The first step is figuring out how much you want to spend and what you can expect to get for that much money.  Kelly Blue Book or Edmunds are great for checking the approximate value of used cars.

Once you find what you are looking for have it checked by us or any other independent shop.  Even if you are buying a “certified” car from a dealer, have it checked by a neutral party.  No one can predict what will happen when you drive it off the lot, but even an hour spent by a professional can tell you a lot about the structure of the car, what might need work soon and perhaps how it has been cared for.

 

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Yea for Ernesto!

Ernesto, an ASE Advanced Master Technician moved here from Los Angeles to work for us!  During the winter he gave up working on luxury performance cars in Beverly Hills for the likes of Joaquin Phoenix to tackle our homegrown Vermont rust.  He has about 30 years experience and has countless specialty certifications.  He  is enjoying being our go-to guy for difficult diagnostics and electrical problems.  Until he came along we occasionally had to send these problems to the dealers.  He also handles all our high performance cars.  And his wife and kids are really happy to be closer to Grandma here in Vermont!

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The Onion Problem

You take your car to your garage and, after being charged a hefty sum for diagnosis, you are told it is likely that your doohickey is shorted out. You need your car so you agree to replace the doohickey. After a few hours or, longer in some cases, you pick up your car. You drive it for a while and the same symptom is still present! Your mechanic must be a hack or a thief, right?

Not necessarily. Cars are complex systems, with each part connected in some way to every other part.  More often than we would like, problems are like onions, with the first layer needing to be pealed away before we can assess the second, or sometimes the third layer. . It’s not that what you have had done didn’t need doing but that the deeper problem –or problems – can’t be diagnosed until the upper layer is dealt with. It is not unusual for several components of one system to fail at the same time, or around the same time. All are the same age and mileage and have been through the same workout as the other components in the system. Also, when one begins to fail, it puts stress on the other parts of the system so that there can be a domino effect. It is not surprising that they would all fail together.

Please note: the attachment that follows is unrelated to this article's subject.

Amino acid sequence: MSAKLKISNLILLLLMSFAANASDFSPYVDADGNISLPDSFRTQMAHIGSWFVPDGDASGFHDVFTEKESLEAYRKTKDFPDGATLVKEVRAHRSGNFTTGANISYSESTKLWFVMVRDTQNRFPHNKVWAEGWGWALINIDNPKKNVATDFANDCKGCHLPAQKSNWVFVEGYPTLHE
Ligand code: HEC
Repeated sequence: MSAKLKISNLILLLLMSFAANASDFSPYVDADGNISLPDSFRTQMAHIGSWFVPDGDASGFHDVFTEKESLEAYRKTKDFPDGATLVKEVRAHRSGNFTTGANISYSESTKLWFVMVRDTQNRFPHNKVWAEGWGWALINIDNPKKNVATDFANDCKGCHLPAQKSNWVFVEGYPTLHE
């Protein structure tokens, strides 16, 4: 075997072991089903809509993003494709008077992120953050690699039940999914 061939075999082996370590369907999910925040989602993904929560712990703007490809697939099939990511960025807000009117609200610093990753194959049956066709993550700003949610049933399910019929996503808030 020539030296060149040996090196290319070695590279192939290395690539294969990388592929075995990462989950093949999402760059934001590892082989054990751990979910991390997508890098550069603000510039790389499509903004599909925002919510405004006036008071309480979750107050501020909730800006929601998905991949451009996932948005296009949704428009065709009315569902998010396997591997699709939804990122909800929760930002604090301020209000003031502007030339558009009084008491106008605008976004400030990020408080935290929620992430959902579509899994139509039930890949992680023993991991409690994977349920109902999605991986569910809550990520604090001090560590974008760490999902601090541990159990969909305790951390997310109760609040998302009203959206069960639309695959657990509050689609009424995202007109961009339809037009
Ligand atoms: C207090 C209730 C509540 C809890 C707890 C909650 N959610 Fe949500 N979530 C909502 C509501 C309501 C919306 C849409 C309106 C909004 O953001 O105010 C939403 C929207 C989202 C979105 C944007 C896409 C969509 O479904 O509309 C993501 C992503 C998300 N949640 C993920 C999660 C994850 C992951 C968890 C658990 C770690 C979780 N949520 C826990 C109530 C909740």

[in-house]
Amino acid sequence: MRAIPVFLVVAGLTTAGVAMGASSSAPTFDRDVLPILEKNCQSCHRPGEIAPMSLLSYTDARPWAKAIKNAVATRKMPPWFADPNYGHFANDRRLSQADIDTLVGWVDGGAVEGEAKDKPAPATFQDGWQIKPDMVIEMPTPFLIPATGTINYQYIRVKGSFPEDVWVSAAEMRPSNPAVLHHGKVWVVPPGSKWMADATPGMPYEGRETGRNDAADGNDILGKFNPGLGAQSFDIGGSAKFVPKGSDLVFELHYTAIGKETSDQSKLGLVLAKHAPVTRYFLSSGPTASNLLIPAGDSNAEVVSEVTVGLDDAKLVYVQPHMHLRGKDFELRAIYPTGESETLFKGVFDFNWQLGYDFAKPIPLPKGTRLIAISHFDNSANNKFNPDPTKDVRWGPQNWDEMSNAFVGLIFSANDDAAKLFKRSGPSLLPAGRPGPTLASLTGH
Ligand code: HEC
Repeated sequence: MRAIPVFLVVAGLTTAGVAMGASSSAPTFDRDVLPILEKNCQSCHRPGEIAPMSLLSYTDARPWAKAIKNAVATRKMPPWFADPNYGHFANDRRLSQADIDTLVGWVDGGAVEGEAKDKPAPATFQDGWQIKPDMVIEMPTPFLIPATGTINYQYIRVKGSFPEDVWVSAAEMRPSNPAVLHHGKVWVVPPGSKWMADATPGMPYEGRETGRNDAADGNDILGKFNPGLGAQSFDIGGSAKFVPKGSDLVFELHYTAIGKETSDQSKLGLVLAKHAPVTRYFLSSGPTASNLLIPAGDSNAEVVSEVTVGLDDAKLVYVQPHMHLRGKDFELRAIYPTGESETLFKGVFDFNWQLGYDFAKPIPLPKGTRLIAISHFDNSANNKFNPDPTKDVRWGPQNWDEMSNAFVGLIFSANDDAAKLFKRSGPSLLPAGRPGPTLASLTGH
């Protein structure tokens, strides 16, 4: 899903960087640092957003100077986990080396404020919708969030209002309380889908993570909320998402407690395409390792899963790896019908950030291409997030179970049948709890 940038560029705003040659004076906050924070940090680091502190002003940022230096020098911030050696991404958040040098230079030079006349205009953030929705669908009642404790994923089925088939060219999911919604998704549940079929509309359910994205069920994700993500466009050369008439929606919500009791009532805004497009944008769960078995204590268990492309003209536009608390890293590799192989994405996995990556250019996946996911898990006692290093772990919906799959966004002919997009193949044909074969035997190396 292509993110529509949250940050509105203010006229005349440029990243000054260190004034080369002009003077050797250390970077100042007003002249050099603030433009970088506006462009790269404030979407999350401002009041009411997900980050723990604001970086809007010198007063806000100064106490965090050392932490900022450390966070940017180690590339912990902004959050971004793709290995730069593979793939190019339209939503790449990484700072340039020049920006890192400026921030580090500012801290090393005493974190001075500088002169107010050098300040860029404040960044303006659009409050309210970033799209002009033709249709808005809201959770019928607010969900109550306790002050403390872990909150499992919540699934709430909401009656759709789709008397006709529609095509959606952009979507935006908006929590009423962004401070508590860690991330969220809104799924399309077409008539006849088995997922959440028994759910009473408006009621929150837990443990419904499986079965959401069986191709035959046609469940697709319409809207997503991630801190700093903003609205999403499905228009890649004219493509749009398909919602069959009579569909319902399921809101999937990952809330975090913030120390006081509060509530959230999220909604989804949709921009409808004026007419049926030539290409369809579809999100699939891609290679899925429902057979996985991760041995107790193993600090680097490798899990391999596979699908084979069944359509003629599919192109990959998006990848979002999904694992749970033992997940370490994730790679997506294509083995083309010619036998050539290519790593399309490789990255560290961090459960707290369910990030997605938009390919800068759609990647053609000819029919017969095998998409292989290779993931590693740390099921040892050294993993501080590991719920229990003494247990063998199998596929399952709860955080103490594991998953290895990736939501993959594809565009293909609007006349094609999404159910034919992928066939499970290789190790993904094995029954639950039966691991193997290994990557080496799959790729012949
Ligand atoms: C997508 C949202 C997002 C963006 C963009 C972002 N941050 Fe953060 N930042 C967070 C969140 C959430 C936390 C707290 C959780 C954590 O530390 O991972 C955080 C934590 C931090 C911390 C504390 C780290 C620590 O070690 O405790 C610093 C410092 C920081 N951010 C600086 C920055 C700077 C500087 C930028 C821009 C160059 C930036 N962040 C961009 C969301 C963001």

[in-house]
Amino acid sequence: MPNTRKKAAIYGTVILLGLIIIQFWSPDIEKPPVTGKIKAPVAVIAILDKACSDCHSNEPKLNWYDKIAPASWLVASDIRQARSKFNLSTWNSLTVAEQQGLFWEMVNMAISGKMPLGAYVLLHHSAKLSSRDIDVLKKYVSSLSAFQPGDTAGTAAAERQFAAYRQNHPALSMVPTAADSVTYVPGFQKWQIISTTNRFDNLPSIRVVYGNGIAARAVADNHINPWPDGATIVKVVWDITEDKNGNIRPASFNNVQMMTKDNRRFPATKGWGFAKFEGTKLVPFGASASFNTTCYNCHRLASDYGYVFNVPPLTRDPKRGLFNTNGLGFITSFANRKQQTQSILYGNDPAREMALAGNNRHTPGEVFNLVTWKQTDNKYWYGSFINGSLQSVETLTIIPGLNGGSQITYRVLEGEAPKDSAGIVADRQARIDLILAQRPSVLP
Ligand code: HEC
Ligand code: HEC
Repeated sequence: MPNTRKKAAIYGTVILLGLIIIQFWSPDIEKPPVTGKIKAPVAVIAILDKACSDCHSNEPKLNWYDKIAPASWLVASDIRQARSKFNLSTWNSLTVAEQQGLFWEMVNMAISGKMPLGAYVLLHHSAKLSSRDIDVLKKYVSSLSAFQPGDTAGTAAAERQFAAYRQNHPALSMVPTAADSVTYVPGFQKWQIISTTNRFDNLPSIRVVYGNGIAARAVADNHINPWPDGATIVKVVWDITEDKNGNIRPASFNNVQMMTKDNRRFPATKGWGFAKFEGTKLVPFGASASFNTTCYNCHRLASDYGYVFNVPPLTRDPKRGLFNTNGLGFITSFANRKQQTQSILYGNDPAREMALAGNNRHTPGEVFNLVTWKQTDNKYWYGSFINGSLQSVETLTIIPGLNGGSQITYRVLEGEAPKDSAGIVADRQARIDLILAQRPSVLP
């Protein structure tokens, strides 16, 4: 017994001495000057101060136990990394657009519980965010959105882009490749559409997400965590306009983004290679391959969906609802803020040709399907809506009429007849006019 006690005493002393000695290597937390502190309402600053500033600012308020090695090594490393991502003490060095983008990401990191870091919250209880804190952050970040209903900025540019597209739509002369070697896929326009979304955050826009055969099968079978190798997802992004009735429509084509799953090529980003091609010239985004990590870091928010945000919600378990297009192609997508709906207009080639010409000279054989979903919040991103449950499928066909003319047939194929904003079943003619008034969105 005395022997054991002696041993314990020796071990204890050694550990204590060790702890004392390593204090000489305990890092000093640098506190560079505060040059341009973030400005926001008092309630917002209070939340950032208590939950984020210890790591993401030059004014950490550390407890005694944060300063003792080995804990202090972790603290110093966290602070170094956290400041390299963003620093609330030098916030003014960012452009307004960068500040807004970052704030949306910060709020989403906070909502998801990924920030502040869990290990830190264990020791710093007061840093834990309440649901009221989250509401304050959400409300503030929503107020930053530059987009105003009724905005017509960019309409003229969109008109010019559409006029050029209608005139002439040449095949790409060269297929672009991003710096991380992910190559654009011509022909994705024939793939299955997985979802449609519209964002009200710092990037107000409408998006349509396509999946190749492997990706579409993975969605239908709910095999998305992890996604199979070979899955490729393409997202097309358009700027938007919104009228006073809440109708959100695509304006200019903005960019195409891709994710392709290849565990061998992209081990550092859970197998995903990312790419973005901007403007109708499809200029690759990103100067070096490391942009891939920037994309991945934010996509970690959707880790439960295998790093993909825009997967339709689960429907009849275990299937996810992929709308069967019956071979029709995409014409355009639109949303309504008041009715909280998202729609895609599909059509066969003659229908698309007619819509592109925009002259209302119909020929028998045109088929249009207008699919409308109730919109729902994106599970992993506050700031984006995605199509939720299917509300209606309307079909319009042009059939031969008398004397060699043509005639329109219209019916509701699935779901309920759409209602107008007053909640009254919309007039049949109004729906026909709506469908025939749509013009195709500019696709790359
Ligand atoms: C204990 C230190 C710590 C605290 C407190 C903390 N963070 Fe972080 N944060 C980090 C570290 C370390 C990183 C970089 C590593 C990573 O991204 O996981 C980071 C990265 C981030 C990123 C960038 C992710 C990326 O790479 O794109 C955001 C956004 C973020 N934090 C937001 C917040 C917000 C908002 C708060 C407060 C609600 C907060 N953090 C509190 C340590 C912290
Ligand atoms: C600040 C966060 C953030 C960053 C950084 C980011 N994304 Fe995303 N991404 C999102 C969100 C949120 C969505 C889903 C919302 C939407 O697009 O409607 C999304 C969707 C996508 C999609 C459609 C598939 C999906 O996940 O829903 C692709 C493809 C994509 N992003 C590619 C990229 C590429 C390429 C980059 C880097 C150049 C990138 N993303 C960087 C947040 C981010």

If possible, your shop has warned you this might be the case, but often we have no way of knowing ahead of time. And there is nothing we hate more than having you come back for another expensive repair soon after leaving the shop. We know you are upset and feeling distrustful. But hopefully you have built up a relationship with your shop. Just as you put your faith in us, we also put our faith in you. I can’t tell you how rewarding it is when a customer who has been through one of these onion problems understands and comes back without resentment. . When that happens they earn our loyalty like very few other customers do. We know that they trust us and we will do most anything to keep that trust. It is incredibly valuable to us.

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Why do I need new rotors?

Changing a brake rotorYou have just been told your brakes need to be replaced. Can’t you just replace the pads? Sometimes, sure, but often the rotors need replacing as well. Brakes work by the caliper pressing the pad into the rotor (or drum, but that’s another story). The key to safe, effective braking is perfect contact between the pad and rotor.
If we have recommended replacement, the rotors are either warped or rusted or grooved from the old pads. New pads need a nice, smooth surface to press against. Turning rotors takes the tech more time (costing you more money) and you end up with a thinner rotor. A thinner rotor doesn’t dispel heat efficiently so is likely to warp. So if your rotors are worn, we recommend replacing, rather than turning them.